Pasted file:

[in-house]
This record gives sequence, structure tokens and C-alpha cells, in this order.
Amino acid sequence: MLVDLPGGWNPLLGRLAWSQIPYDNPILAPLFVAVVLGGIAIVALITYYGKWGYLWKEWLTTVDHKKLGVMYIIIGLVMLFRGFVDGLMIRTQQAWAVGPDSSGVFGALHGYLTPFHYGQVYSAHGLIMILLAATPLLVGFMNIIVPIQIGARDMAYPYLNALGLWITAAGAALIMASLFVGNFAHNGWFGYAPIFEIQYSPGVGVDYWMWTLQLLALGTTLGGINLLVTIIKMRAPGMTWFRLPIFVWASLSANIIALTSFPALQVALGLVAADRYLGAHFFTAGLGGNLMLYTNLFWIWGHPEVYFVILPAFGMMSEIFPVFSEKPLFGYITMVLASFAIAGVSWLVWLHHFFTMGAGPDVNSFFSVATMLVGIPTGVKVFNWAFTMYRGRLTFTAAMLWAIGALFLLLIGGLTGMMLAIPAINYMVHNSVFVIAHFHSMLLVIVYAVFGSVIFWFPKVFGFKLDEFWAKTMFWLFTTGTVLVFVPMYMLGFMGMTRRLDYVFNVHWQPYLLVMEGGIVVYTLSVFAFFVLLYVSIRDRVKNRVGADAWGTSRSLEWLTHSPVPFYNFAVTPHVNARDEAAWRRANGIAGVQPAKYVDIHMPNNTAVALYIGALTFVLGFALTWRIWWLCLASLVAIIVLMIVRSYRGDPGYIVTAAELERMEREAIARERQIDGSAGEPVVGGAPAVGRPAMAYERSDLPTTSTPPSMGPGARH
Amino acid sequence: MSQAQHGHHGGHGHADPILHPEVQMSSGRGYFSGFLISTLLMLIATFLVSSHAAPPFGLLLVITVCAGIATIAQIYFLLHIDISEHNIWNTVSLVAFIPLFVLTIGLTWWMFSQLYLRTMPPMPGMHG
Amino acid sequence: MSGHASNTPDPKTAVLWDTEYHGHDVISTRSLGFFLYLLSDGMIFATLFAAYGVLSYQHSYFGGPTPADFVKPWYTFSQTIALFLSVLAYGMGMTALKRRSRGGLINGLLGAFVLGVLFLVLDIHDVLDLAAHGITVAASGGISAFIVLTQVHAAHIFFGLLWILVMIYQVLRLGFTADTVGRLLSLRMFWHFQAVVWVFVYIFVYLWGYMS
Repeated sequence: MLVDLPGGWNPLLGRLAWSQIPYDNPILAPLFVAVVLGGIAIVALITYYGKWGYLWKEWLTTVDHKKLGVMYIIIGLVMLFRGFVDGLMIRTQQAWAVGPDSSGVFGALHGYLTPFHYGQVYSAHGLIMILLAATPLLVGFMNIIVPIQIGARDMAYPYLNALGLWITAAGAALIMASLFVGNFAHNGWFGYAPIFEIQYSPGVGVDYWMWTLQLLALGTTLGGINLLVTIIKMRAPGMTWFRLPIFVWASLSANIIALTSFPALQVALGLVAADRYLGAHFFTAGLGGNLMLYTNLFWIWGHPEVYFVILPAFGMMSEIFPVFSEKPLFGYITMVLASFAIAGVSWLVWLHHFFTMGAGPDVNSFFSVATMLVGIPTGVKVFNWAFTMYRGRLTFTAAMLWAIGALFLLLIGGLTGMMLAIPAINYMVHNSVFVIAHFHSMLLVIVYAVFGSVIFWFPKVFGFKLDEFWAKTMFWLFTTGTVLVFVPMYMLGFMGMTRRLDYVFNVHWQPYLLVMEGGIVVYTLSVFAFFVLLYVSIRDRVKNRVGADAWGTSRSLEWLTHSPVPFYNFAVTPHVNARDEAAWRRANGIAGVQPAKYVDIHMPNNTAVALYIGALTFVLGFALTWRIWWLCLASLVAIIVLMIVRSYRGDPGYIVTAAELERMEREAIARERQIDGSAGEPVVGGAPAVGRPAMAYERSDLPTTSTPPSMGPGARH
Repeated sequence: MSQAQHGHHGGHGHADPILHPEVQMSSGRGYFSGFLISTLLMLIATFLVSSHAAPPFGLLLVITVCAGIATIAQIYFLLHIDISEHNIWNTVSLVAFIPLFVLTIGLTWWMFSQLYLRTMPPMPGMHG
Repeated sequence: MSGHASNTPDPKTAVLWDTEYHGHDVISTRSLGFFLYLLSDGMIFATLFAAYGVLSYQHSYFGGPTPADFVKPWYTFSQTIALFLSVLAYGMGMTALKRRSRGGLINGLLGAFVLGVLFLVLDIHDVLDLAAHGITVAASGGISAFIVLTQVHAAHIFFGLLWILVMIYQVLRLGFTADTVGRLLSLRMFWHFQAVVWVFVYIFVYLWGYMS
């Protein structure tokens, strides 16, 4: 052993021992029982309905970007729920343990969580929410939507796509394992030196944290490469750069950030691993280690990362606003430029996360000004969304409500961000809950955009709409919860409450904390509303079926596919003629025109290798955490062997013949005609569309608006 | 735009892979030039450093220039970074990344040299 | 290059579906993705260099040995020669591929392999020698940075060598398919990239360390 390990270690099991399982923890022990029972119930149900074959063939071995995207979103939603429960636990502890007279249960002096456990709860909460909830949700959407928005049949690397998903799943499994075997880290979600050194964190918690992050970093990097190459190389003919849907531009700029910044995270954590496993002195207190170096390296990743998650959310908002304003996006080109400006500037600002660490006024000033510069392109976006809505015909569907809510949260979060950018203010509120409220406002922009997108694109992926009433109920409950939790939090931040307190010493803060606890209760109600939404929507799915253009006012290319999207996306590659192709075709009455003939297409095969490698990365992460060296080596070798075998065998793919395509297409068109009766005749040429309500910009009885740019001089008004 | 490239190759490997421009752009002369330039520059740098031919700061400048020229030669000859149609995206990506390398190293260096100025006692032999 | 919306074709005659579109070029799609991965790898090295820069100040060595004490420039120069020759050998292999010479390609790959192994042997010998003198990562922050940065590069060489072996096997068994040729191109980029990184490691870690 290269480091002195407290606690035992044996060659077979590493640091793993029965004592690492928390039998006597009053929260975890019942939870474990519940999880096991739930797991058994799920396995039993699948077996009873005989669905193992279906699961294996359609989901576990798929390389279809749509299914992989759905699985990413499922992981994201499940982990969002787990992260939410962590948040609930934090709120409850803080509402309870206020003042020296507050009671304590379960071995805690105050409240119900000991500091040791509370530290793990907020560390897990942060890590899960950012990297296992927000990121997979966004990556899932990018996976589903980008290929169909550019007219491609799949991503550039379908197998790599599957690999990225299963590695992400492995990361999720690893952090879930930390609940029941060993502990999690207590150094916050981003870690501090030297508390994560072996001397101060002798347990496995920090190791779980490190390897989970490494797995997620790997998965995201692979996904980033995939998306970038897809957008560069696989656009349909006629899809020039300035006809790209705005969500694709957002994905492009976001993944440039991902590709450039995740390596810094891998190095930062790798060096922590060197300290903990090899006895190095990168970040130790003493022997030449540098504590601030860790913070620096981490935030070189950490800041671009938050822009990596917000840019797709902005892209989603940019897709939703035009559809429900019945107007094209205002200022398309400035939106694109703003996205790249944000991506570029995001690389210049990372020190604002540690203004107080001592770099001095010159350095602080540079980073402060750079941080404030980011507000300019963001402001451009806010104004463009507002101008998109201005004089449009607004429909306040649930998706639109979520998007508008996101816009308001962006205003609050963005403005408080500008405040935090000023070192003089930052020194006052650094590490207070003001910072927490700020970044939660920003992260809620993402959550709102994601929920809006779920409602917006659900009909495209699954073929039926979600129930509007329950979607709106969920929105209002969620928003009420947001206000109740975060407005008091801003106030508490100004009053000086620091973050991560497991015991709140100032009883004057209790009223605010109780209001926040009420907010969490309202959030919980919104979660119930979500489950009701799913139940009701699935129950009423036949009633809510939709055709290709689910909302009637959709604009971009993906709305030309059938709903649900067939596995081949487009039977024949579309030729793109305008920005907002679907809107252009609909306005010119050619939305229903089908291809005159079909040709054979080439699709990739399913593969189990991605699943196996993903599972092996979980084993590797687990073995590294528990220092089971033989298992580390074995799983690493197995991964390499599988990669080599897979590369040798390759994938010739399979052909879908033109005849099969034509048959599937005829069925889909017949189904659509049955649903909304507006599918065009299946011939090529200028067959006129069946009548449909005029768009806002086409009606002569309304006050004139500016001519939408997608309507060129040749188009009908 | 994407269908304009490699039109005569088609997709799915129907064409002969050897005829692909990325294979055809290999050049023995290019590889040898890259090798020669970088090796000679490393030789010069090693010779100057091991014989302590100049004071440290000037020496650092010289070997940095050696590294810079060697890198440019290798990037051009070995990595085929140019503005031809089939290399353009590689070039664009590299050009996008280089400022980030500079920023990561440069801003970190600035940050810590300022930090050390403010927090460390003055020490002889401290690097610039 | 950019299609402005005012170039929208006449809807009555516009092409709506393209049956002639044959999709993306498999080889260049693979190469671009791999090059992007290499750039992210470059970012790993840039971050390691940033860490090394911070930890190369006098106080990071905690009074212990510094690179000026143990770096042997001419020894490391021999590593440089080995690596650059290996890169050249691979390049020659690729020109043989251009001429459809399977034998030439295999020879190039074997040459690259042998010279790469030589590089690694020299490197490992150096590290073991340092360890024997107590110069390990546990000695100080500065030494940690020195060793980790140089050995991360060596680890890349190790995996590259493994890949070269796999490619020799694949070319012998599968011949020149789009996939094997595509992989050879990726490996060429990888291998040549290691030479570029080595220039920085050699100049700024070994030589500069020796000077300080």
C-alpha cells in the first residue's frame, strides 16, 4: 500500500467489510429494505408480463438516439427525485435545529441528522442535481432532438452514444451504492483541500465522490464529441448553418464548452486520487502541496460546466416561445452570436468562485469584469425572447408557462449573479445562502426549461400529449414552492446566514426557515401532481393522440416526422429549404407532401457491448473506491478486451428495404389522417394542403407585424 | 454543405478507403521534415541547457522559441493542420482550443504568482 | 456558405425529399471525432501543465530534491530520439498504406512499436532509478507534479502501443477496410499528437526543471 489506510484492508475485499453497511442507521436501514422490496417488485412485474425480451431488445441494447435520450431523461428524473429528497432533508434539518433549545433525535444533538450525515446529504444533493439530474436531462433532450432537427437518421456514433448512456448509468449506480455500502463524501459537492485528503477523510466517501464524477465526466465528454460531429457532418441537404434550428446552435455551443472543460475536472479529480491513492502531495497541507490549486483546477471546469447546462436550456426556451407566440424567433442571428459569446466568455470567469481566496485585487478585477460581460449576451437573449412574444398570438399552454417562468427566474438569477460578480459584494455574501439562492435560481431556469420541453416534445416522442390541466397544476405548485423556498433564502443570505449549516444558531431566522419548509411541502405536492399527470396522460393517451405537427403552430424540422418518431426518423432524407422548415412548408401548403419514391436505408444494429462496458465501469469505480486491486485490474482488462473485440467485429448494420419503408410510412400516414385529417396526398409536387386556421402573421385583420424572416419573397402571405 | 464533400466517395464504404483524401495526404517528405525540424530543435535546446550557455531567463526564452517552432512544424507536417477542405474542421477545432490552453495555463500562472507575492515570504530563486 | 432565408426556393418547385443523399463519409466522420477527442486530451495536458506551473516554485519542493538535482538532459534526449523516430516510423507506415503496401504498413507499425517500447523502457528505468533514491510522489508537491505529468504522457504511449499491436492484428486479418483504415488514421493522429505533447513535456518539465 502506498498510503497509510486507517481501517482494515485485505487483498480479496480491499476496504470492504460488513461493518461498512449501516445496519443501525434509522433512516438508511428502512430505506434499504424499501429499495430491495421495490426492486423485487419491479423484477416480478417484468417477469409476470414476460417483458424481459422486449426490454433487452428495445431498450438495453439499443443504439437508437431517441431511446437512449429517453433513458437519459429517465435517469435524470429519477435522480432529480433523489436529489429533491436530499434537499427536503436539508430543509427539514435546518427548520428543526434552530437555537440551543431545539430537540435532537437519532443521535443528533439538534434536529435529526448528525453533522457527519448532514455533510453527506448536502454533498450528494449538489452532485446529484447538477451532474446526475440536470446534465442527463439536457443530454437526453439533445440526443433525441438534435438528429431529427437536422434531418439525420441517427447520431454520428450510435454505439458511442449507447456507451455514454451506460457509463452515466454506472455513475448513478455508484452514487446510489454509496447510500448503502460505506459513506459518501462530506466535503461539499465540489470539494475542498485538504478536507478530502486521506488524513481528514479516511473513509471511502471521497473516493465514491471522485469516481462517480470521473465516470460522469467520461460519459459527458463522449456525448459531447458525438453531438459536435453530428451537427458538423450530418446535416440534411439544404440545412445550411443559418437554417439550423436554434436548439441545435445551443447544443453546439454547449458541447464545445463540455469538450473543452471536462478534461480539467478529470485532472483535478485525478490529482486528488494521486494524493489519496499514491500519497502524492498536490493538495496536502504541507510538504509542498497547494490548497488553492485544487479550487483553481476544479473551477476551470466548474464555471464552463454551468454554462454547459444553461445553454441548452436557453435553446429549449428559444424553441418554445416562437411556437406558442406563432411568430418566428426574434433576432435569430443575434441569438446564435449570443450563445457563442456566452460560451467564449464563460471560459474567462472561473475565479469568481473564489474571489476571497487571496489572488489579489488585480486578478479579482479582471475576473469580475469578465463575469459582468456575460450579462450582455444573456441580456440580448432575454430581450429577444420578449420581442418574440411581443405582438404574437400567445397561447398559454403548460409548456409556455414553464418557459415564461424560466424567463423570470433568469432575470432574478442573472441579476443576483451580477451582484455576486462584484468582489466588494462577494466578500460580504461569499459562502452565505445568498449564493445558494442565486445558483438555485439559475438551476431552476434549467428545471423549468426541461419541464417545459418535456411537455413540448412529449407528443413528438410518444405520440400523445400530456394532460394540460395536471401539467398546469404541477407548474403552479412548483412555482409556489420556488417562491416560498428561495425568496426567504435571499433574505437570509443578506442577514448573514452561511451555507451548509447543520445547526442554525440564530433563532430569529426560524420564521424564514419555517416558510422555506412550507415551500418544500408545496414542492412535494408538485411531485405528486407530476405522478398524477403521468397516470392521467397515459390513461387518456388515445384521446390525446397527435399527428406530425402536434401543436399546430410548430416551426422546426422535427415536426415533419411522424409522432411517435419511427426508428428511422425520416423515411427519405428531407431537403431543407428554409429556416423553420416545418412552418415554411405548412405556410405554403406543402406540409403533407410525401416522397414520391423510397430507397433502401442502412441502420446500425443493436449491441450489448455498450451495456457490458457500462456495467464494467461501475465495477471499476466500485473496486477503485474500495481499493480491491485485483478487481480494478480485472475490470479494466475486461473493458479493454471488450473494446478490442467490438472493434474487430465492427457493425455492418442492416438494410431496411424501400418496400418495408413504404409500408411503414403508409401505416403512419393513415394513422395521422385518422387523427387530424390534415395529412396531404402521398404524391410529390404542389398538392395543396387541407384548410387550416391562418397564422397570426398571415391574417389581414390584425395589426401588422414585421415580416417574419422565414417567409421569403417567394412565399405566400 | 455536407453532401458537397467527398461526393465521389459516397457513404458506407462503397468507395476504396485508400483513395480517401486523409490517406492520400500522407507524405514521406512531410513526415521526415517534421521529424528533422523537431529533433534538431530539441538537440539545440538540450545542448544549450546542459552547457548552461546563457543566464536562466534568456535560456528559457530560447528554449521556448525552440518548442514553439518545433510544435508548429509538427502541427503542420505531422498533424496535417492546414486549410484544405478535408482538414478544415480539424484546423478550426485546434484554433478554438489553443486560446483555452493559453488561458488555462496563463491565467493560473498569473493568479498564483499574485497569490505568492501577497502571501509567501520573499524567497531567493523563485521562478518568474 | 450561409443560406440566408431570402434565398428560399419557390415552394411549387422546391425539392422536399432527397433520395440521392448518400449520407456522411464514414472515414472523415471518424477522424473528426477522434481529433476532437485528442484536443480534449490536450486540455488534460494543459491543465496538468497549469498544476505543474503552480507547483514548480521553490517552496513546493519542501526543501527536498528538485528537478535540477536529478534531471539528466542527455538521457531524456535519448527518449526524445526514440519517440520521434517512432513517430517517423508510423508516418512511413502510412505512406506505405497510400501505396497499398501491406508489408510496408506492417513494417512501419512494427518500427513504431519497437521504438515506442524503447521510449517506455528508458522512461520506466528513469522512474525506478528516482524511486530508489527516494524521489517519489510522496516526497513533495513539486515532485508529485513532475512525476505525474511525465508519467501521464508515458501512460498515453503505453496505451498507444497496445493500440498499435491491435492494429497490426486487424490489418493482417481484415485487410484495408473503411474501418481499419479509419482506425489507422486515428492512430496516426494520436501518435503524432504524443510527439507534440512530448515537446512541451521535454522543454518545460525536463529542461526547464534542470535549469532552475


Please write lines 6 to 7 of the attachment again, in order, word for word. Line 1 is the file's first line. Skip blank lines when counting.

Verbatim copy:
Repeated sequence: MLVDLPGGWNPLLGRLAWSQIPYDNPILAPLFVAVVLGGIAIVALITYYGKWGYLWKEWLTTVDHKKLGVMYIIIGLVMLFRGFVDGLMIRTQQAWAVGPDSSGVFGALHGYLTPFHYGQVYSAHGLIMILLAATPLLVGFMNIIVPIQIGARDMAYPYLNALGLWITAAGAALIMASLFVGNFAHNGWFGYAPIFEIQYSPGVGVDYWMWTLQLLALGTTLGGINLLVTIIKMRAPGMTWFRLPIFVWASLSANIIALTSFPALQVALGLVAADRYLGAHFFTAGLGGNLMLYTNLFWIWGHPEVYFVILPAFGMMSEIFPVFSEKPLFGYITMVLASFAIAGVSWLVWLHHFFTMGAGPDVNSFFSVATMLVGIPTGVKVFNWAFTMYRGRLTFTAAMLWAIGALFLLLIGGLTGMMLAIPAINYMVHNSVFVIAHFHSMLLVIVYAVFGSVIFWFPKVFGFKLDEFWAKTMFWLFTTGTVLVFVPMYMLGFMGMTRRLDYVFNVHWQPYLLVMEGGIVVYTLSVFAFFVLLYVSIRDRVKNRVGADAWGTSRSLEWLTHSPVPFYNFAVTPHVNARDEAAWRRANGIAGVQPAKYVDIHMPNNTAVALYIGALTFVLGFALTWRIWWLCLASLVAIIVLMIVRSYRGDPGYIVTAAELERMEREAIARERQIDGSAGEPVVGGAPAVGRPAMAYERSDLPTTSTPPSMGPGARH
Repeated sequence: MSQAQHGHHGGHGHADPILHPEVQMSSGRGYFSGFLISTLLMLIATFLVSSHAAPPFGLLLVITVCAGIATIAQIYFLLHIDISEHNIWNTVSLVAFIPLFVLTIGLTWWMFSQLYLRTMPPMPGMHG